Trump White House election party becomes super-spreader event

At least seven people, including White House chief of staff Mark Meadows, have since tested positive

Danielle Zoellner
New York
@dani__zoellner
Wednesday 11 November 2020 22:49
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White House chief of staff Mark Meadows attends an election party prior to being diagnosed with coronavirus
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Seven people who attended an election night White House party have reportedly been struck down with coronavirus in what has been described as another super-spreader event.

The gathering was held in the White House East Room and there was little evidence of mask-wearing or social distancing, despite a spate of recent infections among top administration officials.

Longtime GOP strategist and lobbyist Jeff Miller has become the latest to test positive for Covid-19 after attending the event on 3 November, a Bloomberg reporter revealed on Thursday. 

Additionally, Corey Lewandowski, an adviser to Mr Trump who has led election recount efforts, also tested positive for Covid-19. 

Mr Lewandowski was at the White House election party, but he has also travelled to Philadelphia since the event and hosted the infamous Four Seasons Total Landscaping press conference with Rudy Giuliani, Mr Trump’s lawyer, on Saturday.

The adviser said he believed he contracted the virus in Philadelphia and not at the White House election party, The New York Times’ Maggie Haberman reported. 

But him contracting the novel virus comes when at least seven people have confirmed infections since the 3 November event. 

Mr Lewandowski and Mr Miller make up the sixth and seventh person confirmed with the virus since the event, after businessman David Bossie; Housing and Urban Development secretary Ben Carson; White House chief of staff Mark Meadows; Brian Jack, the White House political affairs director; and Healy Baumgardner, a former White House aide who now works in private equity.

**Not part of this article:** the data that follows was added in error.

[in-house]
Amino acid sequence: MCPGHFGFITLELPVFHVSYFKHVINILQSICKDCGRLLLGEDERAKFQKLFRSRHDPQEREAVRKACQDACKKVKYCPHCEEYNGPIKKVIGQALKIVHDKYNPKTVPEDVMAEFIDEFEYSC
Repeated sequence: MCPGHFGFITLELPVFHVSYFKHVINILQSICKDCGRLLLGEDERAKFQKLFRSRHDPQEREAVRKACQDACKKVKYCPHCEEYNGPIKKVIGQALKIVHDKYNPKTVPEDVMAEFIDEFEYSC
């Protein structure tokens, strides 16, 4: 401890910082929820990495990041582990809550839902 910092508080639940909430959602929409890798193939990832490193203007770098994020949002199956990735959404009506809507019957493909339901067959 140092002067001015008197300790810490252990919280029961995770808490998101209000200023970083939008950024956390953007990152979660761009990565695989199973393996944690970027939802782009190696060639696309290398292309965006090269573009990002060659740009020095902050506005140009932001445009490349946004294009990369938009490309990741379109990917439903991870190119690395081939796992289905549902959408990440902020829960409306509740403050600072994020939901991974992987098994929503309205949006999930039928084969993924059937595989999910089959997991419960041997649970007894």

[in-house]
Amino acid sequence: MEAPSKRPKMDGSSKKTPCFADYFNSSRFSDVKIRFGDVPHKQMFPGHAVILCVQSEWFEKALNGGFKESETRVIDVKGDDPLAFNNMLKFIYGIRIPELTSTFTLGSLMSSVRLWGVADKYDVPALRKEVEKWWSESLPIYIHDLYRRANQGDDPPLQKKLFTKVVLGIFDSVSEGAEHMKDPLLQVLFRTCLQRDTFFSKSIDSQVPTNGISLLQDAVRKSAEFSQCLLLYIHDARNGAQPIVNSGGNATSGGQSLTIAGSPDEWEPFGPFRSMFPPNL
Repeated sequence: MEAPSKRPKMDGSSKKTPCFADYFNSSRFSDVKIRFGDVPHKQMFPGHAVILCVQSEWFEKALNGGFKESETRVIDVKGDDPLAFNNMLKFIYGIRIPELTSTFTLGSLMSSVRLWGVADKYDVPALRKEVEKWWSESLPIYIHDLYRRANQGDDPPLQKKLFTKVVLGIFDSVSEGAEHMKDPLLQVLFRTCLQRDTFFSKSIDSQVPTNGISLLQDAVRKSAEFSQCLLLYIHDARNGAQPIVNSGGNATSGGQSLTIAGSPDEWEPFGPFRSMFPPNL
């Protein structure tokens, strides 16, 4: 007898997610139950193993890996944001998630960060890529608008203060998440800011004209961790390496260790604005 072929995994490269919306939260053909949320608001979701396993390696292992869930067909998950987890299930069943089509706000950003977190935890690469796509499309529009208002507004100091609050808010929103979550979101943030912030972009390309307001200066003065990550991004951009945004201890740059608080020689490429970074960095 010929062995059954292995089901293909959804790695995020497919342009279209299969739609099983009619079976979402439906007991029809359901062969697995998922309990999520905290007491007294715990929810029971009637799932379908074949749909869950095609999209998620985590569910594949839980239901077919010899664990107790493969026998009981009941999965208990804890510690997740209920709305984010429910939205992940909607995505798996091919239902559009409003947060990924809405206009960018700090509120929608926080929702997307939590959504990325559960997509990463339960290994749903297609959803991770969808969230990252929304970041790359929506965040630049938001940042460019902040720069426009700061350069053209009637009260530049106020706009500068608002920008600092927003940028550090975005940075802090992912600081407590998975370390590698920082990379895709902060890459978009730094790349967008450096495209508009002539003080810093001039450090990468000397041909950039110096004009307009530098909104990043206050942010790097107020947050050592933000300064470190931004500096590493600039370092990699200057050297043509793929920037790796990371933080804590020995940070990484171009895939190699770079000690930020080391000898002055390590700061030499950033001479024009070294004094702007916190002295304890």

Three other members of the White House staff have also tested positive for the coronavirus, it was revealed by ABC News and The New York Times on Wednesday. But it was not known if any of these people also attended the White House party.

Mr Trump’s intentions for the gathering at the White House was to celebrate him winning a second term, but the party turned sour as election results indicated it would take days to count all the absentee ballots.

Since then, Joe Biden has been announced as the projected winner of the 2020 election, a projection Mr Trump refuses to recognise – all while the White House battles its second coronavirus outbreak in months.

The first outbreak happened at the end of September when it was revealed Mr Trump’s senior aide Hope Hicks tested positive for the novel virus, results the White House first tried to keep secret from the public.

Her positive test then spiralled with Mr Trump, First Lady Melania Trump, son Barron Trump, press secretary Kayleigh McEnany, Trump 2020 campaign manager Bill Stepien, former adviser Kellyanne Conway, and other members of the White House staff and press testing positive.

In total, there were at least 36 confirmed cases from the last week of September into the second week of October. Mr Trump, who tested positive on 1 October, was hospitalised at Walter Reed National Military Medical Centre for three days due to the novel virus.

These cases were linked to another potential super-spreader event involving Mr Trump announcing the Supreme Court nomination of Judge Amy Coney Barrett at a crowded White House Rose Garden ceremony on 26 September. The event was held outside, but most attendees did not wear masks or practise social distancing. 

Another smaller outbreak occurred among Vice President Mike Pence’s staff two weeks ago. Several aides to the vice president, including his chief of staff, tested positive ahead of the 2020 election, forcing those staff members off the campaign trail. 

Despite all the outbreaks within the White House alone, Mr Trump has not enforced stricter mask wearing or social distancing guidelines on the grounds. 

He and his administration staff continued to hold large gatherings and rallies after the first outbreak, and Mr Pence stayed on the campaign trail despite being in close contact with coronavirus-positive staff members. These decisions have called into question the Trump administration’s response to the pandemic at a time when cases are surging across the United States.

The country reached the grim milestone of 10 million coronavirus cases this week and more than 242,000 people have died from the virus, according to Johns Hopkins University. 

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